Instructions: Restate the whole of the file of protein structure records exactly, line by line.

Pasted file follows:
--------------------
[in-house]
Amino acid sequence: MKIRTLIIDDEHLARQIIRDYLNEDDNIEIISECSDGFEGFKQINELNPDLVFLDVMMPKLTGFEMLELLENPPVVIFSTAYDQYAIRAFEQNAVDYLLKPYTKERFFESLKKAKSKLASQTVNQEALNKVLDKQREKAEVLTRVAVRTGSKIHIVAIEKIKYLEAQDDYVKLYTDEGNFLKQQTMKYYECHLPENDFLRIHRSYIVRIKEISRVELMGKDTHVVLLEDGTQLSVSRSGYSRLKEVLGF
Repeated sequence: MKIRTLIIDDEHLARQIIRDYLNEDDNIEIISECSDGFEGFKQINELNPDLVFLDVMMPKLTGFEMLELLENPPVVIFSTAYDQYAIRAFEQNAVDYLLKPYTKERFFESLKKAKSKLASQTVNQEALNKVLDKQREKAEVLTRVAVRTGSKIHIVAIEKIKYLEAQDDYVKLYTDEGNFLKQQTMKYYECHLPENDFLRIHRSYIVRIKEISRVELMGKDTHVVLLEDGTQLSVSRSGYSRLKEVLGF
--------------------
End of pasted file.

[in-house]
Amino acid sequence: MKIRTLIIDDEHLARQIIRDYLNEDDNIEIISECSDGFEGFKQINELNPDLVFLDVMMPKLTGFEMLELLENPPVVIFSTAYDQYAIRAFEQNAVDYLLKPYTKERFFESLKKAKSKLASQTVNQEALNKVLDKQREKAEVLTRVAVRTGSKIHIVAIEKIKYLEAQDDYVKLYTDEGNFLKQQTMKYYECHLPENDFLRIHRSYIVRIKEISRVELMGKDTHVVLLEDGTQLSVSRSGYSRLKEVLGF
Repeated sequence: MKIRTLIIDDEHLARQIIRDYLNEDDNIEIISECSDGFEGFKQINELNPDLVFLDVMMPKLTGFEMLELLENPPVVIFSTAYDQYAIRAFEQNAVDYLLKPYTKERFFESLKKAKSKLASQTVNQEALNKVLDKQREKAEVLTRVAVRTGSKIHIVAIEKIKYLEAQDDYVKLYTDEGNFLKQQTMKYYECHLPENDFLRIHRSYIVRIKEISRVELMGKDTHVVLLEDGTQLSVSRSGYSRLKEVLGF